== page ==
About this time I fell into his company. His appearance was decent and manly ; his knowledge considerable, his views extensive, his conversation elegant, and his disposition chearful. By degrees I gained his confidence ; and one day was admitted to him when he was immured by a bailiff, that was prowling in the street. On this occasion recourse was had to the book
sellers who, on the credit of a translation of Aristotle's Poeticks, which he engaged to write with a large commentary, advanced as much money as enabled him to escape into the country. He shewed me the guineas sale in bis hand. Soon afterwards his uncle, Mr. Martin, a lieutenant colonel, left him about two thousand pounds; a sumn which Collins could scarcely think exhaustible, and which he did not live to exhaust. The guineas were then repaid, and the translation neglected.
But man is not born for happiness. Collins, who, while he studied to live, felt no evil but poverty, no sooner lived to study than his life was assailed by more dreadful calamities, disease and insanity.
Having formerly written his character, while perhaps it was yet more distinctly impressed upon my memory, I shall insert it here.
• Mr. Collins was a nian of extensive literature, and of vigorous faculties. He was acquainted not only with the learned tongues, but with the Italian, French, and Spanish languages. He had employed his mind chiefly upon works of fiction, and subjects of fancy; and, by indulging some peculiar habits of thought, was eminently delighted with those flights of imagination which pass the bounds of nature, and to which the mind is reconciled only by a passive acquiescence in popular traditions. He loved fairies, genii, giants and monsters; he delighted to rove through the meanders of inchantment, to gaze on the magnificence of golden palaces, to repose by the water-falls of Elysian gardens.
“ This was however the character rather of his inclination than his genius; the grandeur of wildness, and the novelty of extravagance, were always desired by him, but were not always attained. Yet, as diligence is never wholly lost, if his efforts sometimes caused harshness and obscurity, they likewise produced in happier moments sublimity and splendour. This idea which he had formed of excellence, led him to oriental fictions and allegorical imagery; and perhaps, while he was intent upon description, he did not sufficiently cultivate sentiment. His poems are the productions of a mind not deficient in fire, nor unfurnished with knowledge either of books or life, but somewhat obstructed in its progress by deviation in ques: of mistaken beauties.
“ His morals were pure, and his opinions pious; in a long continuance of poverty, and long habits of dissipation, it cannot be expected that any chajacter should be exactlly uniforın. There is a degree of want by which the freedom of agency is almost destroyed; and long association with fortuitous companions will at last relax the strictness of truth, and abate the fervour of sincerity. That this man, wise and virtuous as he was, passed always un. entangled through the snares of life, it would be prejudice and temeri'y to affirm; but it may be said that at least he preserved the source of action unpolluted, that his principles were never shaken, that his distinctions of right and wrong were never confounded, and that his faults had nothing of malignity or design, but proceeded from some unexpested pressure, or casual temptation.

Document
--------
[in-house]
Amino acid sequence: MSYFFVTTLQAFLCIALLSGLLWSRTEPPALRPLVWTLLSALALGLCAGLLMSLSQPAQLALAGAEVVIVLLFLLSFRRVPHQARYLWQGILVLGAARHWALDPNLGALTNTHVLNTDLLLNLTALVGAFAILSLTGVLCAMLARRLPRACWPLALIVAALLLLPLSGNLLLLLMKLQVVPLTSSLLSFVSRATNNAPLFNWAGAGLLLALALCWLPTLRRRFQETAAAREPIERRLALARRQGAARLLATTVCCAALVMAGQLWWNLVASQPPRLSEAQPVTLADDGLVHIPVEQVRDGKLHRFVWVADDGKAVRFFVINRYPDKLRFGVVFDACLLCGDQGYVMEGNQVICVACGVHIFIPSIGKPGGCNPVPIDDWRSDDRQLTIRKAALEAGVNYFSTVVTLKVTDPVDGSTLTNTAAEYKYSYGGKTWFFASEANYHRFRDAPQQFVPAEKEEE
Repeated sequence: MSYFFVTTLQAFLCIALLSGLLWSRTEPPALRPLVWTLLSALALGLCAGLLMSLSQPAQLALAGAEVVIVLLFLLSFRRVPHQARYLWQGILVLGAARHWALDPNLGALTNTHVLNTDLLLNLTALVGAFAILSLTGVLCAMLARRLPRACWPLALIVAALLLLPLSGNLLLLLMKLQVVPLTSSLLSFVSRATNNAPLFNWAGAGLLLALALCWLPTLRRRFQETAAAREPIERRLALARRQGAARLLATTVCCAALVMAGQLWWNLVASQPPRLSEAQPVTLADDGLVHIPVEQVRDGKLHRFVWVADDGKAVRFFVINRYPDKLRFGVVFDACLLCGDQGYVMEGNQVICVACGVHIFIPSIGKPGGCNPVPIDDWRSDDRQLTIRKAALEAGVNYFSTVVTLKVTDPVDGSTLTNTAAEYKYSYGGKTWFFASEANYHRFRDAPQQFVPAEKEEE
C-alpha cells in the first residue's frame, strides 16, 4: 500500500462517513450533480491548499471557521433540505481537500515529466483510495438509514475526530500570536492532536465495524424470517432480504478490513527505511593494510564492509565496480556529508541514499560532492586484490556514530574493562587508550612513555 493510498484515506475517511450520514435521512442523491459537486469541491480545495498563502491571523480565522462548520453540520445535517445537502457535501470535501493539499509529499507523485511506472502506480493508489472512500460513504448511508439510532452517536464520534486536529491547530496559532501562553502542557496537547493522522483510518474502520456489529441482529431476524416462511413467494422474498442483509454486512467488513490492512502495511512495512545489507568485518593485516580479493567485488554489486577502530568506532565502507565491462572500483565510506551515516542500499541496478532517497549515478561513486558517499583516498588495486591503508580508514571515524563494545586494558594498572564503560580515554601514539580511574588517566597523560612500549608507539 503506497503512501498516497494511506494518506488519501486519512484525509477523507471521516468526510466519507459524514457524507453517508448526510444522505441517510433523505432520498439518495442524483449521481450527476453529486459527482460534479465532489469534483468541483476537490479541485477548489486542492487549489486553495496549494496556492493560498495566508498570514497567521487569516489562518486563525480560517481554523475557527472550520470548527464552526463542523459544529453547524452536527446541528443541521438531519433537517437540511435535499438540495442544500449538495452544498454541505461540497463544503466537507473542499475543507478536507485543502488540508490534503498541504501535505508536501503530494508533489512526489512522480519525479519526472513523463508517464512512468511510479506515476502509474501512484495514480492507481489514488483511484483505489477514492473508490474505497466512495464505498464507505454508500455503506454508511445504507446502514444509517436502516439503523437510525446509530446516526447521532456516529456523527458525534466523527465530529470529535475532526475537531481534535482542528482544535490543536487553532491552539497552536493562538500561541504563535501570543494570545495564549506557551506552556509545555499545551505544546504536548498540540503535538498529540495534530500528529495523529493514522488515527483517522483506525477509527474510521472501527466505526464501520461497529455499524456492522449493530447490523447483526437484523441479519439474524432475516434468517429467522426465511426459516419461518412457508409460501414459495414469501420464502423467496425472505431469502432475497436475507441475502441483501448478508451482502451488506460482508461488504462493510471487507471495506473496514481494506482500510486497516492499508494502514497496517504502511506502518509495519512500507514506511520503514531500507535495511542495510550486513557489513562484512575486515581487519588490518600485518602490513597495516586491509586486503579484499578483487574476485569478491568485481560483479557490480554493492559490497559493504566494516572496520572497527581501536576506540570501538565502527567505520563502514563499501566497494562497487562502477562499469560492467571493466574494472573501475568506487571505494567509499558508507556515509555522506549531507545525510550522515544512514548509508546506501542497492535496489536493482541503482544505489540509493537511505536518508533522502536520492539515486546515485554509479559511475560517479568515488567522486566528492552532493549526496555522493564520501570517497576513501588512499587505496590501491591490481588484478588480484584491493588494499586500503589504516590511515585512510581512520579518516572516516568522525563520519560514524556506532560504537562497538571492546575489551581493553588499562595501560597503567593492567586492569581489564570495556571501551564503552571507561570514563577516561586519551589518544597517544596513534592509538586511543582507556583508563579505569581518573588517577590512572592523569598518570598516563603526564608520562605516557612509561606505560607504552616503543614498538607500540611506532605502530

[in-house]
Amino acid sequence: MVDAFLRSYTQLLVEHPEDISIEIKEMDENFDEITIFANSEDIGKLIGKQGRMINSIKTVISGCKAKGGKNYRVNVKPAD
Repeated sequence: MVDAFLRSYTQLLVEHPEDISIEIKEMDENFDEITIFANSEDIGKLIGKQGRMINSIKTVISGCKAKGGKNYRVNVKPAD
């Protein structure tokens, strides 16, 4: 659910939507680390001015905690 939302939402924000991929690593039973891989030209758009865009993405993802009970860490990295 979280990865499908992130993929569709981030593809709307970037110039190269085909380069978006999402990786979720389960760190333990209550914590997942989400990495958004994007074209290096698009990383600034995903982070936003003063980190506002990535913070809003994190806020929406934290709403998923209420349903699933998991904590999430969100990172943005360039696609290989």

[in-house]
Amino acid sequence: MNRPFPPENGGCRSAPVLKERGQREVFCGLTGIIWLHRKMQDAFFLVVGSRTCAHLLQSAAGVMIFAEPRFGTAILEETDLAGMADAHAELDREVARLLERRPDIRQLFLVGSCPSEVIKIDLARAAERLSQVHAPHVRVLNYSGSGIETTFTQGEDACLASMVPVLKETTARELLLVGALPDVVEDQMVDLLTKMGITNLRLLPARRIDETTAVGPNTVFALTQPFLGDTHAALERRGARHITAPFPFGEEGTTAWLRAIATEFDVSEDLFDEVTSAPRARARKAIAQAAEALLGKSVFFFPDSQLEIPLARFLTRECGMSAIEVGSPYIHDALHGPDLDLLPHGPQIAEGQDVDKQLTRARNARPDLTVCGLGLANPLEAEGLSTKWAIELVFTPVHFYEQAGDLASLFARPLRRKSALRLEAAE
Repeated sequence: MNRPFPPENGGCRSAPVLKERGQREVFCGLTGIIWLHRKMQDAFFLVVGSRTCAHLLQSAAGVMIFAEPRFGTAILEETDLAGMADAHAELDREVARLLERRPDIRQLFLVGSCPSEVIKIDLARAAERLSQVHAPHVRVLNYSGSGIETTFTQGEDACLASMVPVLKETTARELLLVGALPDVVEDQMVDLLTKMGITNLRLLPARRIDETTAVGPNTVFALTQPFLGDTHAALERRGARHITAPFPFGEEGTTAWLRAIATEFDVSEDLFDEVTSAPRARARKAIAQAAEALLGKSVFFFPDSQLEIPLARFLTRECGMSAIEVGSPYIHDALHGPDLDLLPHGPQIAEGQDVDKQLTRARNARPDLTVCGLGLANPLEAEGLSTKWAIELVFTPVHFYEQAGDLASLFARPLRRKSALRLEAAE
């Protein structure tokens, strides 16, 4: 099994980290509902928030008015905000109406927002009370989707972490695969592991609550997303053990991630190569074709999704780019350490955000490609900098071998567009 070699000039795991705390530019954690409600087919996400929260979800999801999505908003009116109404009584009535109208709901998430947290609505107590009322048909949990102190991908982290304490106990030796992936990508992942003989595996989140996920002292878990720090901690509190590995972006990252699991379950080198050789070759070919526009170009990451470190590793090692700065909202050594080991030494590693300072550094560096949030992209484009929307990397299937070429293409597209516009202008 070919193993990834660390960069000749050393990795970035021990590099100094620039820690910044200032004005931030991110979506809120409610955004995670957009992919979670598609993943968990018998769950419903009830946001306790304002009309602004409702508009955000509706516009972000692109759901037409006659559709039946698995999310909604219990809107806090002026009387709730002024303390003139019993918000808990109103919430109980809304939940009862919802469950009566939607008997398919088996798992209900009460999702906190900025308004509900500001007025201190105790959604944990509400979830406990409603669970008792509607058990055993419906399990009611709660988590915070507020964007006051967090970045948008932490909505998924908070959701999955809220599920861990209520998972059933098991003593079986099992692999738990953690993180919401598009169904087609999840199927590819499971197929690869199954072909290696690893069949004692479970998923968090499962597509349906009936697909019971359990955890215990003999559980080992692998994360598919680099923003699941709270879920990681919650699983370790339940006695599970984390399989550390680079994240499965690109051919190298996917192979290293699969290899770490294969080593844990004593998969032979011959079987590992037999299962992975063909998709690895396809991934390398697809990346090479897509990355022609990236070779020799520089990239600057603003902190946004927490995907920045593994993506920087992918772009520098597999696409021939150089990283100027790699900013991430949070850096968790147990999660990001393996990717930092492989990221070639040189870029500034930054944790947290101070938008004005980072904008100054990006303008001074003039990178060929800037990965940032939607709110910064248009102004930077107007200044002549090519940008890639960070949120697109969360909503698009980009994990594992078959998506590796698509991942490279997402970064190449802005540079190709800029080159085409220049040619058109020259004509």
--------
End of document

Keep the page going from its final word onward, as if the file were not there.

« The latter part of his life cannot be remembered but with pity and sadness. He languished some years under that depression of mind which enchains the faculties without destroying them, and leaves reason the knowledge of right without the power of pursuing it. These clouds which he perceived gathering on his intellects, he endeavoured to disperse by travel, and passed into France; but found himself consirained to yield to his malady and returned. He was for some time confined in a house of lunaticks, and afterwards retired to the care of his sister in Chichester, where death in 1756 came to his relief.
“ After his return from France, the writer of his character paid him a visit at Islington, where he was waiting for his sister, whom he had directed to meet him : there was then nothing of disorder discernible in his mind by any but himself; but he had withdrawn from study, and travelled with no other book than an English Testament, such as children carry to school : when his friend took it into his hand, out of curiosity to see what companion a man of Letters had chosen, I have but one book,' said Collins, ' but that " is the best.”
Such was the fate of Collins, with whom I once delighted to converse, and whom I yet remember with tenderness.
He was visited at Chichester, in his last illness, by his learned friends Dr. Warton and his brother; to whom he spoke with disapprobation of his Oriental Eclogues, as not sufficiently expressive of Asiatick manners, and called them his Irish Eclogues. He shewed them at the same time, an ode inscribed to Mr. John Hume, on the superstitions of the Highlands; which they thought superior to his other works, but which no search has yet found*.
His disorder was not alienation of mind, but general laxity and feebleness, a deficiency rather of his vital than intellectual powers. What he spoke wanted neither judgment nor spirit ; but a few minutes exhausted him, so that he was forced to rest upūn the couch, till a short cessation restored his powers, and he was again able to talk with his former vigour.
The approaches of this dreadful malady he began to feel soon after his uncle's death; and, with the usual weakness of men so diseased, eagerly snatched that temporary relief with which the table and the bottle flatter and seduce. But his health continually declined, and he grew more and more hurthensome to hinself.
To what I have formerly said of his writings may be added, that his diction was often harsh, unskilfully laboured, and injudiciously selected. He affected the obsolete when it was not worthy of revival; and he puts his words out of the common order, seeming to think, with some later candidates for faine, that not to write pruse is certainly to write poetry. His lines commonly are of slow motion, clogged and impeded with clusters of consonants. As men
* It is now printed in the present collection. E.